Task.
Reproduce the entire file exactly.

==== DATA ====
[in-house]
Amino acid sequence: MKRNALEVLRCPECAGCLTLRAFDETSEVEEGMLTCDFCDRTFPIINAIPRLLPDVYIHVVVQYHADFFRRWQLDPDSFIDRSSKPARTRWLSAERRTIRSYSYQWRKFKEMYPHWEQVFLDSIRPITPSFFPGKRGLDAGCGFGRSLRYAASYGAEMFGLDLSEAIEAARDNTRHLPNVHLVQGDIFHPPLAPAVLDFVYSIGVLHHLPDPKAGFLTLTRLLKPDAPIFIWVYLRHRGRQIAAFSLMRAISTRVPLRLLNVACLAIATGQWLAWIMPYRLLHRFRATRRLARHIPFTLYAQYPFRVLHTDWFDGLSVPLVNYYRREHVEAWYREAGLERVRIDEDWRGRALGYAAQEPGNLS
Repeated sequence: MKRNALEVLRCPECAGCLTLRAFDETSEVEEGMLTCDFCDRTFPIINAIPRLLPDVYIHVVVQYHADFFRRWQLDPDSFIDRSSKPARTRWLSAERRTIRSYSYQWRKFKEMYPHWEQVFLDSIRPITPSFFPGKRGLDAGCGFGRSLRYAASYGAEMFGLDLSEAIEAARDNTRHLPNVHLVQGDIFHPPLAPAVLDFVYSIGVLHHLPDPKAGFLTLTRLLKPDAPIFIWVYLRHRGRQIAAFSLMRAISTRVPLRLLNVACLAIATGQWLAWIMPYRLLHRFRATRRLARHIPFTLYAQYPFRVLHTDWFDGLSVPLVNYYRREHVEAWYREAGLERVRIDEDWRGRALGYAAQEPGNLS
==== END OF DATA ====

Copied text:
[in-house]
Amino acid sequence: MKRNALEVLRCPECAGCLTLRAFDETSEVEEGMLTCDFCDRTFPIINAIPRLLPDVYIHVVVQYHADFFRRWQLDPDSFIDRSSKPARTRWLSAERRTIRSYSYQWRKFKEMYPHWEQVFLDSIRPITPSFFPGKRGLDAGCGFGRSLRYAASYGAEMFGLDLSEAIEAARDNTRHLPNVHLVQGDIFHPPLAPAVLDFVYSIGVLHHLPDPKAGFLTLTRLLKPDAPIFIWVYLRHRGRQIAAFSLMRAISTRVPLRLLNVACLAIATGQWLAWIMPYRLLHRFRATRRLARHIPFTLYAQYPFRVLHTDWFDGLSVPLVNYYRREHVEAWYREAGLERVRIDEDWRGRALGYAAQEPGNLS
Repeated sequence: MKRNALEVLRCPECAGCLTLRAFDETSEVEEGMLTCDFCDRTFPIINAIPRLLPDVYIHVVVQYHADFFRRWQLDPDSFIDRSSKPARTRWLSAERRTIRSYSYQWRKFKEMYPHWEQVFLDSIRPITPSFFPGKRGLDAGCGFGRSLRYAASYGAEMFGLDLSEAIEAARDNTRHLPNVHLVQGDIFHPPLAPAVLDFVYSIGVLHHLPDPKAGFLTLTRLLKPDAPIFIWVYLRHRGRQIAAFSLMRAISTRVPLRLLNVACLAIATGQWLAWIMPYRLLHRFRATRRLARHIPFTLYAQYPFRVLHTDWFDGLSVPLVNYYRREHVEAWYREAGLERVRIDEDWRGRALGYAAQEPGNLS